Albuquerque Report

211 Ribs on the channel slow the water down as it moves through the “washing machine” section of Albuquerque’s stormwater highway. AP-2D photo

CLUI Albuquerque

THE STORM WATER DRAINAGE SYSTEM of Albuquerque was the subject of a display in the Center’s New Mexico Exhibit Unit. Urban Pavement: Navigating Storm Water through Albuquerque featured image and text panels put together by students from Albuquerque Academy, led by their teacher Louis Schalk.

The Albuquerque Metropolitan Arroyo Flood Control Authority (AMAFCA) was established in 1963 to coordinate the surface runoff from rains that would often damage the growing, and increasingly paved, city. Today the agency operates as the backbone of a multi-agency group, controlling 69 miles of channels, 9 miles of underground facilities, and 7 miles of dikes and diversion structures, as well as storm drains, drainage ponds, dams, and pump stations. This vast network concentrates the dramatic flow of seasonal storms into a watery highway system that removes water from the city as quickly and nondestructively as possible.

The exhibit provides an overview of the system with maps and images, and goes into details such as the last chance ladders located strategically to provide egress for people that might get washed into the system, before facing the baffle chuteslarge, staggered concrete teeth designed to catch debris and slow water in the main channels.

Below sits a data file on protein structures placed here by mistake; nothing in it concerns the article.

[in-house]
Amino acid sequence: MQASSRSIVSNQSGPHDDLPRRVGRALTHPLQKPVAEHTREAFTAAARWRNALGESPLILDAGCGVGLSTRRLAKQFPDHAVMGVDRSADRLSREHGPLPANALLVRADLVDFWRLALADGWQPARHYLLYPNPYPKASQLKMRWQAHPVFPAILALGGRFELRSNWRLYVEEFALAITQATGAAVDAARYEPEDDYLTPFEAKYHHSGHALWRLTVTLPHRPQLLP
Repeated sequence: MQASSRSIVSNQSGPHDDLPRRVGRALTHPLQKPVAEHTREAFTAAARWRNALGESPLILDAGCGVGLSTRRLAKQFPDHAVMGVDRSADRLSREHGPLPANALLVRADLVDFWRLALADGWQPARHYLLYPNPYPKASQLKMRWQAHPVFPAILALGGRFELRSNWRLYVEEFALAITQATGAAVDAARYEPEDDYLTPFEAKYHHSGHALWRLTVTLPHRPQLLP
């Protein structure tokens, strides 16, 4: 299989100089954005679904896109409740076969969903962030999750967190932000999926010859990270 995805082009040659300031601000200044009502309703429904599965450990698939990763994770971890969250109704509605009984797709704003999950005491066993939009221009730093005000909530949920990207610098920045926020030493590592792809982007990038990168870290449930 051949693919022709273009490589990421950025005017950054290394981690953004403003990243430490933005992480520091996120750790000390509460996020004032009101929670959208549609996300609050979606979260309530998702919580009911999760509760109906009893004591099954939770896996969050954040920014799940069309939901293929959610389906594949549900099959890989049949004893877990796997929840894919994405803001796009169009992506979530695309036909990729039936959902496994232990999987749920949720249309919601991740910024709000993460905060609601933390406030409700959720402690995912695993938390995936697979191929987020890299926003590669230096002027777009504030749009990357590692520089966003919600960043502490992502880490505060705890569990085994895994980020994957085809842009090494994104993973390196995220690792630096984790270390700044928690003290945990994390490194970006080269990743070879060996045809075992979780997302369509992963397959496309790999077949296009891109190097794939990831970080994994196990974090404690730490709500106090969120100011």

Also discussed are recreational uses of the system, such as frisbee golf, hang gliding, dog parks, and other ephemeral activities allowed to occur in sacrificial flood basins, and the usually unsanctioned skateboarding that goes on inside the large spans of empty concrete channels. The exhibit also examined the pollution issues that result from concentrating the runoff of the city, especially bad during the first flush of the rainy season in the spring, where waste accumulated over the dry months of the fall and winter are swept up into a trash slurry and delivered to the Rio Grande.

This was the second excellent exhibit produced by Schalk’s AP-2D Design class for the CLUI display space in New Mexico. The exhibit was shown from October 23, 2010 to January 28, 2011, at the CLUI New Mexico Exhibit Unit, located at the end of Los Picaros Road, in the valley of the Tijeras Arroyo, between the Airport and Mesa Del Sol. The exhibit was visitable 24/7 via the Center’s site access telephone network.